Re: [PATCH 0/5] IO-less dirty throttling v8

From: Dave Chinner
Date: Tue Aug 09 2011 - 01:56:00 EST

On Mon, Aug 08, 2011 at 10:01:27PM -0400, Vivek Goyal wrote:
> On Sat, Aug 06, 2011 at 04:44:47PM +0800, Wu Fengguang wrote:
> > Hi all,
> >
> > The _core_ bits of the IO-less balance_dirty_pages().
> > Heavily simplified and re-commented to make it easier to review.
> >
> > git:// dirty-throttling-v8
> >
> > Only the bare minimal algorithms are presented, so you will find some rough
> > edges in the graphs below. But it's usable :)
> >
> >
> >
> > And an introduction to the (more complete) algorithms:
> >
> >
> >
> > Questions and reviews are highly appreciated!
> Hi Wu,
> I am going through the slide number 39 where you talk about it being
> future proof and it can be used for IO control purposes. You have listed
> following merits of this approach.
> * per-bdi nature, works on NFS and Software RAID
> * no delayed response (working at the right layer)
> * no page tracking, hence decoupled from memcg
> * no interactions with FS and CFQ
> * get proportional IO controller for free
> * reuse/inherit all the base facilities/functions
> I would say that it will also be a good idea to list the demerits of
> this approach in current form and that is that it only deals with
> controlling buffered write IO and nothing else.

That's not a demerit - that is all it is designed to do.

> So on the same block device, other direct writes might be going on
> from same group and in this scheme a user will not have any
> control.

But it is taken into account by the IO write throttling.

> Another disadvantage is that throttling at page cache
> level does not take care of IO spikes at device level.

And that is handled as well.

How? By the indirect effect other IO and IO spikes have on the
writeback rate. That is, other IO reduces the writeback bandwidth,
which then changes the throttling parameters via feedback loops.

The buffered write throttle is designed to reduce the page cache
dirtying rate to the current cleaning rate of the backing device
is. Increase the cleaning rate (i.e. device is otherwise idle) and
it will throttle less. Decrease the cleaning rate (i.e. other IO
spikes or block IO throttle activates) and it will throttle more.

We have to do vary buffered write throttling like this to adapt to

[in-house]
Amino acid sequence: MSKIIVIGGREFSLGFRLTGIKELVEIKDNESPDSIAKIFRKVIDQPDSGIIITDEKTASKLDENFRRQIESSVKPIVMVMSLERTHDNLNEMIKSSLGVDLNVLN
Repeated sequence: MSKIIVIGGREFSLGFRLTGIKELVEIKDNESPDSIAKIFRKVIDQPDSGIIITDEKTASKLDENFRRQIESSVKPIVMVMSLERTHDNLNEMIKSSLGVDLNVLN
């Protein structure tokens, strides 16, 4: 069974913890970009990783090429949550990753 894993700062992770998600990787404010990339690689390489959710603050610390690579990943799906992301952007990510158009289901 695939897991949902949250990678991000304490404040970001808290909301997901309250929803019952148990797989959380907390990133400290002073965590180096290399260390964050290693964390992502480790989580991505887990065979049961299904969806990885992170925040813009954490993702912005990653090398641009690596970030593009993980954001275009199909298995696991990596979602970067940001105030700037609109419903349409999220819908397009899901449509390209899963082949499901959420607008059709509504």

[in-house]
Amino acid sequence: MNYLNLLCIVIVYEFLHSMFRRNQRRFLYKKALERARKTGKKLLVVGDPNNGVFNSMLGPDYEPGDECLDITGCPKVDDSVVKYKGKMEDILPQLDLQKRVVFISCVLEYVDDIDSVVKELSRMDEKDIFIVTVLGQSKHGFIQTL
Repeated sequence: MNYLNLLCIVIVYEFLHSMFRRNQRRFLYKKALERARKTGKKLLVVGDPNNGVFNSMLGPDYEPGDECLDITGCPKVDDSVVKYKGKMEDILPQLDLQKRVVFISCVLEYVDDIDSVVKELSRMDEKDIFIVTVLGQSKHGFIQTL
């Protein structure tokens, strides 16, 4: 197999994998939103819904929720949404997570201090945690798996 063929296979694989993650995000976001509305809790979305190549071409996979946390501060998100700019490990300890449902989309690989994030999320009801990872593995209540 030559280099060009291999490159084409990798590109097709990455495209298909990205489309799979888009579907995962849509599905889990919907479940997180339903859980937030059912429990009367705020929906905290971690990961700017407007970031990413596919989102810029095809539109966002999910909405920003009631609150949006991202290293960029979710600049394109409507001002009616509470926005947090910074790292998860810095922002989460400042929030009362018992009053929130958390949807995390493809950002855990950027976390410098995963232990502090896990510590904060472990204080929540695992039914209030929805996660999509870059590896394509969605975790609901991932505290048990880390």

changing IO workloads (e.g. someone starting a read-heavy workload
will slow down writeback rate, so we need to throttle buffered
writes more aggressively), so it has to be independent of any sort
of block layer IO controller.

Simply put: the block IO controller still has direct control over
the rate at which buffered writes drain out of the system. The
IO-less write throttle simply limits the rate at which buffered
writes come into the system to match whatever the IO path allows to
drain out....

> Now I think one could probably come up with more sophisticated scheme
> where throttling is done at bdi level but is also accounted at device
> level at IO controller. (Something similar I had done in the past but
> Dave Chinner did not like it).

I don't like it because it is solution to a specific problem and
requires complex coupling across multiple layers of the system. We
are trying to move away from that throttling model. More
fundamentally, though, is that it is not a general solution to the
entire class of "IO writeback rate changed" problems that buffered
write throttling needs to solve.

> Anyway, keeping track of per cgroup rate and throttling accordingly
> can definitely help implement an algorithm for per cgroup IO control.
> We probably just need to find a reasonable way to account all this
> IO to end device so that we have control of all kind of IO of a cgroup.
> How do you implement proportional control here? From overall bdi bandwidth
> vary per cgroup bandwidth regularly based on cgroup weight? Again the
> issue here is that it controls only buffered WRITES and nothing else and
> in this case co-ordinating with CFQ will probably be hard. So I guess
> usage of proportional IO just for buffered WRITES will have limited
> usage.

The whole point of doing the throttling this way is that we don't
need any sort of special connection between block IO throttling and
page cache (buffered write) throttling. We significantly reduce the
coupling between the layers by relying on feedback-driven control
loops to determine the buffered write throttling thresholds
adaptively. IOWs, the IO-less write throttling at the page cache
will adjust automatically to whatever throughput the block IO
throttling allows async writes to achieve.

However, before we have a "finished product", there is still another
piece of the puzzle to be put in place - memcg-aware buffered
writeback. That is, having a flusher thread do work on behalf of
memcg in the IO context of the memcg. Then the IO controller just
sees a stream of async writes in the context of the memcg the
buffered writes came from in the first place. The block layer
throttles them just like any other IO in the IO context of the


Dave Chinner
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